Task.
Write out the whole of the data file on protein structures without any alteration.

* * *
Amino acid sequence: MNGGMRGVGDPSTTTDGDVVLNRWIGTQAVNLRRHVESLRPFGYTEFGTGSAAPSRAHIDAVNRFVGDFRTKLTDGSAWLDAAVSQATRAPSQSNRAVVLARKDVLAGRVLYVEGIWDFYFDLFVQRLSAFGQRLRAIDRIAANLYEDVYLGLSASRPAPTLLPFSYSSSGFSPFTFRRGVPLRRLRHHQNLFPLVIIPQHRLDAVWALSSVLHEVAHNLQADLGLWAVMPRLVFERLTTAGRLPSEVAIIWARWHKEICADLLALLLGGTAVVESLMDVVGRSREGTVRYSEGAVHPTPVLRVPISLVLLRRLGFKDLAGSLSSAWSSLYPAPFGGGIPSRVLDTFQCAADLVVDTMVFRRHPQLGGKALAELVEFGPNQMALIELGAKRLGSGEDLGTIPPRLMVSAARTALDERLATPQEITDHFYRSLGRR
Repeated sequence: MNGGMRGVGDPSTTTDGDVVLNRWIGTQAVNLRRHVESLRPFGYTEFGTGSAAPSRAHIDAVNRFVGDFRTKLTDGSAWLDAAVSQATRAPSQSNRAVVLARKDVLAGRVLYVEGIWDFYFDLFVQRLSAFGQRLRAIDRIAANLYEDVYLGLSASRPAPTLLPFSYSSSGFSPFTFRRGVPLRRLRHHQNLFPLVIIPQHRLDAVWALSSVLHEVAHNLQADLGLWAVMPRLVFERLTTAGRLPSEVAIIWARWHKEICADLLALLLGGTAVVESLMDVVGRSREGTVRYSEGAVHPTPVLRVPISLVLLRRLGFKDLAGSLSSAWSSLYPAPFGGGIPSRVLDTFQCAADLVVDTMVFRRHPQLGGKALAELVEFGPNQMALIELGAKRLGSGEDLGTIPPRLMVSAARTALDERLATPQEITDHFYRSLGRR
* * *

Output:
Amino acid sequence: MNGGMRGVGDPSTTTDGDVVLNRWIGTQAVNLRRHVESLRPFGYTEFGTGSAAPSRAHIDAVNRFVGDFRTKLTDGSAWLDAAVSQATRAPSQSNRAVVLARKDVLAGRVLYVEGIWDFYFDLFVQRLSAFGQRLRAIDRIAANLYEDVYLGLSASRPAPTLLPFSYSSSGFSPFTFRRGVPLRRLRHHQNLFPLVIIPQHRLDAVWALSSVLHEVAHNLQADLGLWAVMPRLVFERLTTAGRLPSEVAIIWARWHKEICADLLALLLGGTAVVESLMDVVGRSREGTVRYSEGAVHPTPVLRVPISLVLLRRLGFKDLAGSLSSAWSSLYPAPFGGGIPSRVLDTFQCAADLVVDTMVFRRHPQLGGKALAELVEFGPNQMALIELGAKRLGSGEDLGTIPPRLMVSAARTALDERLATPQEITDHFYRSLGRR
Repeated sequence: MNGGMRGVGDPSTTTDGDVVLNRWIGTQAVNLRRHVESLRPFGYTEFGTGSAAPSRAHIDAVNRFVGDFRTKLTDGSAWLDAAVSQATRAPSQSNRAVVLARKDVLAGRVLYVEGIWDFYFDLFVQRLSAFGQRLRAIDRIAANLYEDVYLGLSASRPAPTLLPFSYSSSGFSPFTFRRGVPLRRLRHHQNLFPLVIIPQHRLDAVWALSSVLHEVAHNLQADLGLWAVMPRLVFERLTTAGRLPSEVAIIWARWHKEICADLLALLLGGTAVVESLMDVVGRSREGTVRYSEGAVHPTPVLRVPISLVLLRRLGFKDLAGSLSSAWSSLYPAPFGGGIPSRVLDTFQCAADLVVDTMVFRRHPQLGGKALAELVEFGPNQMALIELGAKRLGSGEDLGTIPPRLMVSAARTALDERLATPQEITDHFYRSLGRR